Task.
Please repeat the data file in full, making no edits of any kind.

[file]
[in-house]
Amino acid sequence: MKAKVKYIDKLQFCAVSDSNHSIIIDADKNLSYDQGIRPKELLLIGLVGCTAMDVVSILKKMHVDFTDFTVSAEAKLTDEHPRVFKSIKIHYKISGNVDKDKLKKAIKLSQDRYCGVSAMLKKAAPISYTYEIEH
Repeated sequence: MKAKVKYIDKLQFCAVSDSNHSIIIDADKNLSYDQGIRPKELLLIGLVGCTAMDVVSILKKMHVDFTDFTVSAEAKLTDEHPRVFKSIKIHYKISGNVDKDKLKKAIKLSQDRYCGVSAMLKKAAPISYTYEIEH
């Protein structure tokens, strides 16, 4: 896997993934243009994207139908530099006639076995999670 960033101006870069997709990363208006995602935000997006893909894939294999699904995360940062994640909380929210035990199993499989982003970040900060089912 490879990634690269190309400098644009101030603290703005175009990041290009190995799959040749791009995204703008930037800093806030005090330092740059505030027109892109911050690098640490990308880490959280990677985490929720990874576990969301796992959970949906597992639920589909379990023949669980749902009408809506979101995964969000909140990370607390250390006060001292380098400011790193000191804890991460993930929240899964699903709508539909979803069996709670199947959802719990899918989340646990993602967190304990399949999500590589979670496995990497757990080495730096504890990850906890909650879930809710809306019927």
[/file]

[in-house]
Amino acid sequence: MKAKVKYIDKLQFCAVSDSNHSIIIDADKNLSYDQGIRPKELLLIGLVGCTAMDVVSILKKMHVDFTDFTVSAEAKLTDEHPRVFKSIKIHYKISGNVDKDKLKKAIKLSQDRYCGVSAMLKKAAPISYTYEIEH
Repeated sequence: MKAKVKYIDKLQFCAVSDSNHSIIIDADKNLSYDQGIRPKELLLIGLVGCTAMDVVSILKKMHVDFTDFTVSAEAKLTDEHPRVFKSIKIHYKISGNVDKDKLKKAIKLSQDRYCGVSAMLKKAAPISYTYEIEH
């Protein structure tokens, strides 16, 4: 896997993934243009994207139908530099006639076995999670 960033101006870069997709990363208006995602935000997006893909894939294999699904995360940062994640909380929210035990199993499989982003970040900060089912 490879990634690269190309400098644009101030603290703005175009990041290009190995799959040749791009995204703008930037800093806030005090330092740059505030027109892109911050690098640490990308880490959280990677985490929720990874576990969301796992959970949906597992639920589909379990023949669980749902009408809506979101995964969000909140990370607390250390006060001292380098400011790193000191804890991460993930929240899964699903709508539909979803069996709670199947959802719990899918989340646990993602967190304990399949999500590589979670496995990497757990080495730096504890990850906890909650879930809710809306019927």